Kirk Girard, the county’s planning director, has been aggressively targeted by Arkley. He said Best’s claim that the April 24 report admits inadequacy is a mischaracterization. About 200 units were subtracted from the thousands reflected in the inventory, said Girard, a response that probably wasn’t legally necessary but responded to HELP’s contentions.

“In a sense, we’re being criticized for being responsive,” he said.

Woolley’s response letter to Backer emphasized that the county’s planning work has been “well-documented” locally and “most importantly, agreed to by the state.”

Which won’t satisfy Arkley. “We’re headed to court if the county continues to stonewall us,” said Best. “If there is a lawsuit, it will be because the county’s asked for it.”

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Friday, July 07, 2006

Public Trust Doctrine Could Stop Balloon Tract Retail Development


By Elaine Weinreb, Humboldt Advocate

July 7, 2006

Although Security National’s proposed Balloon Tract development in Eureka is named the Marina Center, it does not contain a marina – or anything else that is related to water, boats, or the bayshore on which it is located.

This, according to the project’s opponents, could be the downfall of the project. Aldaron Laird, a local consultant specializing in regulatory compliance for water-related projects, has uncovered a doctrine buried deep in the heart of the California legal system that could bring the development to a stop, if anybody wanted to take it to court.

In researching old historical documents and records, Laird discovered that the Balloon Tract was once a tideland, an area that was covered and uncovered twice each day by the waters of Humboldt Bay. Even though the area was subsequently diked and filled, Laird says that legally the land remains subject to the doctrine of public trust.

The doctrine of public trust, which goes back to Roman times, and is the underlying basis of common law, says that resources such as the seashore, must be used in a way that benefits the entire public, not just a few people.

"The doctrine of public trust says that you can’t own the seashore, the air, the ocean, or the navigable waterways," Laird told the Humboldt Advocate.

"That became the basis of English common law. When California joined the Union in 1850, all its tidelands became its sovereign lands. All those lands are encumbered with the public trust."

Laird said that early state legislatures were under a lot of pressure to sell off tidelands, so that they could be diked and used for agriculture. "In the 1800’s, people had to raise all their food around here; they couldn’t bring it in. Flat land was at a premium, so the state legislature allowed the sale of all these tidelands. But the fact that they sold it doesn’t remove the public’s trust easement that’s associated with those lands. They can’t sell off the public trust easement."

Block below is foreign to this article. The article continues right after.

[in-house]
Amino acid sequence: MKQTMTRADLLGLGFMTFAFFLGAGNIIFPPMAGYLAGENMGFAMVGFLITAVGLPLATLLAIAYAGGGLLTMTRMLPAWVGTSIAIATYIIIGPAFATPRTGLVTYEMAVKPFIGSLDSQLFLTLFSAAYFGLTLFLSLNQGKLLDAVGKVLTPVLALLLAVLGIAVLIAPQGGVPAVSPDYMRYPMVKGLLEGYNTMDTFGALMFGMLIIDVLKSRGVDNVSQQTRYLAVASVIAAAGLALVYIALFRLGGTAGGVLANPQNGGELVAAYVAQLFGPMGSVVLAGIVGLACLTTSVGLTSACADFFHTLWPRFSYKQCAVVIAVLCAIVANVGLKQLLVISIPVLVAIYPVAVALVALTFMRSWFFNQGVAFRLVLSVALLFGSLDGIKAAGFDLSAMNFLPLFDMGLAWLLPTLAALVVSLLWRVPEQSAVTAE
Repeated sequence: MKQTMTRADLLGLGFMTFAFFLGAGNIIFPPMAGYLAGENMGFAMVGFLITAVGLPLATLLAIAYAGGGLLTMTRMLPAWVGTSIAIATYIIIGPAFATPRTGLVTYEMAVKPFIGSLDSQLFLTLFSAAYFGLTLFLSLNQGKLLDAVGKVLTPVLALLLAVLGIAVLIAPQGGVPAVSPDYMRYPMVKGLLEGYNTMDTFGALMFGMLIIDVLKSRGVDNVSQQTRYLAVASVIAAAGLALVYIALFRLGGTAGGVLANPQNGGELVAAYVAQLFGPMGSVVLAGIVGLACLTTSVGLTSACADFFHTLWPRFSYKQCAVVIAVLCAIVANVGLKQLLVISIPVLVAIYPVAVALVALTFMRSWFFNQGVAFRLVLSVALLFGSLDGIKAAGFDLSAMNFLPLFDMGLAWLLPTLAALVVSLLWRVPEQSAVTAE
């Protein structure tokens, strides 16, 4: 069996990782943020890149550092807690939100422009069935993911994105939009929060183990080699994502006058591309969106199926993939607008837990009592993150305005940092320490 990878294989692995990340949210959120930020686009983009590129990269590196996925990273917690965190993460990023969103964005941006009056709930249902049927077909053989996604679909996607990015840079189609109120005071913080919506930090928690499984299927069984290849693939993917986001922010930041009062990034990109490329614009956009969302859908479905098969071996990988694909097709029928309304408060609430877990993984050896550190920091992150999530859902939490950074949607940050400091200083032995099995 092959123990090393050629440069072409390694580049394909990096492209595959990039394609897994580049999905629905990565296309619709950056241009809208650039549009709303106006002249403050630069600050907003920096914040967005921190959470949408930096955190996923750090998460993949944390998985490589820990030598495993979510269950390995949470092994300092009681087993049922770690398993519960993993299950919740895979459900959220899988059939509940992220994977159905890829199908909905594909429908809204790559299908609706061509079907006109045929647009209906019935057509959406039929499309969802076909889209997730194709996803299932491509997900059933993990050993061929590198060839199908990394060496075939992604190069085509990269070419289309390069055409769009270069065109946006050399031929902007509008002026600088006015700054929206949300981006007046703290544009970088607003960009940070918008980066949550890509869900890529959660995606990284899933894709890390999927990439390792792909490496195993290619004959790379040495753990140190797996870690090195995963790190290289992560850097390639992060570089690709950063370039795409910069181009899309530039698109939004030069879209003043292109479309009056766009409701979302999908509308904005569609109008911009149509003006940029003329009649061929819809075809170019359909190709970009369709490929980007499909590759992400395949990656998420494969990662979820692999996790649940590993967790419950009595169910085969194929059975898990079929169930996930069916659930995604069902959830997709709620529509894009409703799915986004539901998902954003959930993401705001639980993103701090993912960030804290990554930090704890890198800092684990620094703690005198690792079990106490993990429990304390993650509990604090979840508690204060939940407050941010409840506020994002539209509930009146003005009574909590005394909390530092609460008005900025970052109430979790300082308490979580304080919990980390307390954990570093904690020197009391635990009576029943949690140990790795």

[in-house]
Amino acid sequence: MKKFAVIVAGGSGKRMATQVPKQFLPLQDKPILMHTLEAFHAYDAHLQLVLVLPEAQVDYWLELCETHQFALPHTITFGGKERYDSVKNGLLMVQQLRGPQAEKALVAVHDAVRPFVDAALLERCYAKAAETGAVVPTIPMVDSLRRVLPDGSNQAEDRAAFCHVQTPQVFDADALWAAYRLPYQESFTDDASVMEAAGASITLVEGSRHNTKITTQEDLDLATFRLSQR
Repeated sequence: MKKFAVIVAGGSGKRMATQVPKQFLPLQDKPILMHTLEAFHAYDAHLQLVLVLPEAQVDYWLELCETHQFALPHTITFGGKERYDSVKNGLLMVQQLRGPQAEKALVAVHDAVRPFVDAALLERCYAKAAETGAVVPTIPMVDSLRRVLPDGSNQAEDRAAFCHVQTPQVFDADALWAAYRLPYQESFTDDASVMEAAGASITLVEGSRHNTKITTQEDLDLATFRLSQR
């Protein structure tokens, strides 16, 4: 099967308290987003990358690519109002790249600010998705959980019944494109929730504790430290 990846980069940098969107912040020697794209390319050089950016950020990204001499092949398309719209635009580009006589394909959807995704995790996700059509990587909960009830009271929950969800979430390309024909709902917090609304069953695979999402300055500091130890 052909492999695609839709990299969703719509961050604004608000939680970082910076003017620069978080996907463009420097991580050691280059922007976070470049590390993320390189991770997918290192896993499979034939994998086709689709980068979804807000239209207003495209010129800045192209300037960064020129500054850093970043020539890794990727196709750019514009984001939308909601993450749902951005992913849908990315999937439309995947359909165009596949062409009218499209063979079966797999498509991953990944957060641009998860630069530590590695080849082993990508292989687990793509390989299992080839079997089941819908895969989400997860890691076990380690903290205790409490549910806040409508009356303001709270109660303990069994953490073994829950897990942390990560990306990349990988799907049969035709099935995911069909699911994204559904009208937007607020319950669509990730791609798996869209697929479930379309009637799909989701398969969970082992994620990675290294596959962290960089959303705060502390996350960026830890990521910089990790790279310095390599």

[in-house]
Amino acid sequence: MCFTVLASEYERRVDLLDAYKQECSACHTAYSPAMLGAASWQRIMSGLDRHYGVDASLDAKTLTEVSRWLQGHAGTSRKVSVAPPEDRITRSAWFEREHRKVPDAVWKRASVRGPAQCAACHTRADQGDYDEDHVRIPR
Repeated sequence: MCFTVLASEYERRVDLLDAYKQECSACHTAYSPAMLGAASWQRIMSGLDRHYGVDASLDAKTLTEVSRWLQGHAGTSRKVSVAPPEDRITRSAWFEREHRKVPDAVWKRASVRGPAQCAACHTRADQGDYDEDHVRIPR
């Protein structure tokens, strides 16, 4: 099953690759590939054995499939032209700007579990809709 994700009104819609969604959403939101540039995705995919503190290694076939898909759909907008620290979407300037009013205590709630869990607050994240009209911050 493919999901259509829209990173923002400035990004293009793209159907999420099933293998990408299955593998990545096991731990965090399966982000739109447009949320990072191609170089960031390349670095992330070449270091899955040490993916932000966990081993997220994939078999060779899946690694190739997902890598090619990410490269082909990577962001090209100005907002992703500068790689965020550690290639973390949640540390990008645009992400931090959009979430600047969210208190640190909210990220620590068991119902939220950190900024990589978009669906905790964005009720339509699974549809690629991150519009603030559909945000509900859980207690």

"If you’re going to use Public Trust lands, they have to be used for a water-related purpose, because public trust lands are associated with public trust waters. Public trust can include industrial uses, and commercial uses, and recreation. But it has to be water-related. It has to have something to do with being on the seashore. You can’t just occupy the seashore for something that has no seashore relationship," said Laird.

Laird adds that public trust uses associated with shorelines include shipping, boating, fishing, swimming, the maintenance of open space, and the maintenance of natural ecosystems. Several court decisions have demonstrated that this legal principle is alive and well, and can trump other aspects of the law.

"There was a famous court case in Illinois," he said, "where the Illinois state legislature granted all the lakeshore frontage in Chicago to the railroad. They got sued, and the case went to the Supreme Court which said, ‘You can sell the underlying dirt, but you can’t sell the public’s right to use the shoreline of Lake Michigan.’ So the court reversed the state legislature and they took all the land back.

"A 1971 court case, called Marks v. Whitney, dealt with tidelands along Bodega Bay [in Marin County]. There was a property owner that owned the shoreline and wanted to block off access to the bay. All the other people said, ‘you can’t do that. What you bought is former tideland. We all have a right to go up there.’" The courts eventually ruled in favor of public access.

Unlike most legislation in the U.S., public trust doctrine can operate retroactively. "Look at the famous Mono Lake case in 1983," Laird said. "The city of Los Angeles was diverting all the streams that went into Mono Lake, so the lake was drying up. The court determined, based on the Marks v. Whitney case, that the public trust protects and preserves the natural ecosystem. The ecosystem of Mono Lake was dying. So they reversed the water rights granted to LA.

"LA said ‘You can’t do that. You gave them to us,’ and they said, "No, we own the water, we can take it back whenever there’s a valid reason. And protecting the public’s right to use Mono Lake and have a natural ecosystem trumps your right as a water right permit holder. So they reversed it."

Larry Glass, a spokesperson for Citizens for Real Economic Growth (CREG), a group that opposes the proposed "Marina Center" on the Balloon Tract, told the Humboldt Advocate that he was amazed to discover historical photographs of the Balloon Tract, showing large portions of it underwater.